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|Case Number:||Criminal Appeal 67 of 2010|
|Parties:||JOSEPH NYONGESA NAMUKANA v REPUBLIC|
|Date Delivered:||16 Dec 2010|
|Court:||High Court at Kitale|
|Judge(s):||Martha Karambu Koome|
|Citation:||JOSEPH NYONGESA NAMUKANA v REPUBLIC  eKLR|
|Case History:||From original conviction and sentence in Criminal Case No. 2076 of 2003 before the Chief Magistrate – W.A. Juma at Kitale|
|Disclaimer:||The information contained in the above segment is not part of the judicial opinion delivered by the Court. The metadata has been prepared by Kenya Law as a guide in understanding the subject of the judicial opinion. Kenya Law makes no warranties as to the comprehensiveness or accuracy of the information|
IN THE HIGH COURT OF KENYA
3. This appeal was opposed by the state. Ms. Bartoo, the learned state counsel submitted that there was overwhelming evidence that led to the conviction of the appellant and sentence of five years is lenience considering the offence carries a life sentence. The deceased complained of sickness and was taken to the hospital by her sister Elizabeth Nekesa Masinde who testified as PW1. The deceased requested to be taken at Matunda West View Medical clinic where she said she had been assisted the previous day to procure an abortion. According to PW1, the appellant told her that the deceased was suffering from Malaria and he proceeded to inject her and while she was on the bed the appellant revealed to PW1 that he had helped the deceased to procure an abortion. PW1 asked her sister Dorris Nakhumicha Masinde (PW2) who had come to see what was happening to inform people at home that they were at that clinic. While at the clinic PW2 testified that the appellant had told her he had pretended to put drip on the deceased so as to look like he was treating her for malaria and to conceal that the deceased had procured an abortion. She further testified that she witnessed the appellant cutting pieces of flesh from the deceased’s private parts while the deceased was groaning in pain. Shadrack Simiyu Murefu (PW3) also a brother of the deceased passed by the clinic and spoke with the appellant who said that the deceased had a lot of malaria for which he was treating her and needed to be paid a further sum of Ksh. 800/=. The condition of the deceased deteriorated and it was compounded by the fact that the appellant abruptly left the clinic at about 6.00 p.m. saying that he had lost his father. The deceased was removed from that clinic by her mother, Alice Nanjala (PW6) on the same night but when her condition deteriorated she was taken to Kitale District Hospital where she was admitted but passed away on 21st March, 2003. A post mortem examination was performed by Dr. Meshack Liru (PW7) He produced a post mortem report that showed the deceased had an enlarged uterus with anterior perforation with purulent fluid present in peritoneal cavity. On dissection of uterus he found remnants of septic placenta and membranes present in the cavity. He formed the opinion that the cause of death was septicaemia due to septic abortion. The investigating officer did not give evidence and after the close of the prosecution case, the appellant was put on his defence. He gave a sworn statement of defence and denied having committed the offence. He also relied on the evidence of Josephine Midecha (DW1) who was at the time working as a nurse at West View Medical Centre. She testified that the deceased visited the clinic on 10th March, 2003. She was vomiting and nose bleeding with high temperature. She was found to have malaria and admitted for one day the following day her mother discharged her from the hospital and the police came on 26th March, 2003 and took the treatment card. The appellant was convicted based on the above evidence. According to the state counsel the court should dismiss this appeal and enhance the sentence to life imprisonment while taking into account that an innocent life was lost due to the appellant negligence. Moreover, the contention that the appellant was held in police custody longer than provided in the constitution should be disregarded as he should have raised it before the trial court.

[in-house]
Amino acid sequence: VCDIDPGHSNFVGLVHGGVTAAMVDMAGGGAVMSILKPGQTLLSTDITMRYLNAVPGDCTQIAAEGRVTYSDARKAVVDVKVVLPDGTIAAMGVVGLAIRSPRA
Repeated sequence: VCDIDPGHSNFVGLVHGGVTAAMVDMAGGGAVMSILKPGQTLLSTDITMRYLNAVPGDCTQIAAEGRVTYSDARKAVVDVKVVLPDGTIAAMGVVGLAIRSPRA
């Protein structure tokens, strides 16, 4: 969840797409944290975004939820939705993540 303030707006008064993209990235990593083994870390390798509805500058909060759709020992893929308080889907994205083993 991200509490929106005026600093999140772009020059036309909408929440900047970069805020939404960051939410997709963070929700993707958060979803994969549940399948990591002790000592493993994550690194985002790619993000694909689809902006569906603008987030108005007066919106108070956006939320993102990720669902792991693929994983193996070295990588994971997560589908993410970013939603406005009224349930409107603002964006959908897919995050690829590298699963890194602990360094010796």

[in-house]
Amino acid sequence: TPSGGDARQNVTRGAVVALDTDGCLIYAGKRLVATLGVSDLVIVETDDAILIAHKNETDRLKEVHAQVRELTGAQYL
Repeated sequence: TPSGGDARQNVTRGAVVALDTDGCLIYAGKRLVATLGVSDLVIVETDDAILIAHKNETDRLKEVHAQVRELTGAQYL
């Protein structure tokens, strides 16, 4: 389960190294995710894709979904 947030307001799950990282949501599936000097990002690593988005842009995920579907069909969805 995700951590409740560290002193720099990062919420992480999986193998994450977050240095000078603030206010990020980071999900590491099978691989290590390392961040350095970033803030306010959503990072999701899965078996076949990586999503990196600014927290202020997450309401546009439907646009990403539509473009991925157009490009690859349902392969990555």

4. This appeal turns on two issues whether failure by the investigating officer to give evidence in this case was fatal and whether the evidence by the prosecution proved beyond reasonable doubt the charge against the appellant. The state urged the court to enhance the sentence from five years to life sentence but hearing in mind the notice of enhancement of sentence was not duly served upon the appellant I will not enhance the sentence. I have evaluated the evidence by the prosecution witnesses and also the defence. It is not in dispute that the deceased was treated at the appellant’s clinic on the 10th March, 2003. According to the appellant he treated the deceased for malaria and admitted her for one day but she was discharged the following day when he had gone to attend the funeral of his father. Since there is no denial that the appellant treated the deceased on 10th March, 2003, I do not see any possible prejudice that was caused by failure of the investigating officer to give evidence.
5. There is evidence from the deceased’s family especially PW1 and PW2 who claimed that the appellant told them the deceased had procured an abortion the previous day. PW1 saw the appellant inserting some kind of instruments on the deceased and removing some human matter. It is also confirmed that the deceased had undergone a botched up abortion which turned septic and was the cause of her death. It is the trial court that heard this evidence and believed the prosecution witnesses. I have also considered the defence evidence and in my view it does not dent the otherwise strong prosecution’s evidence especially the evidence of PW1, PW2 and PW7. Accordingly I find no merit in this appeal which is dismissed and the conviction and sentence are upheld.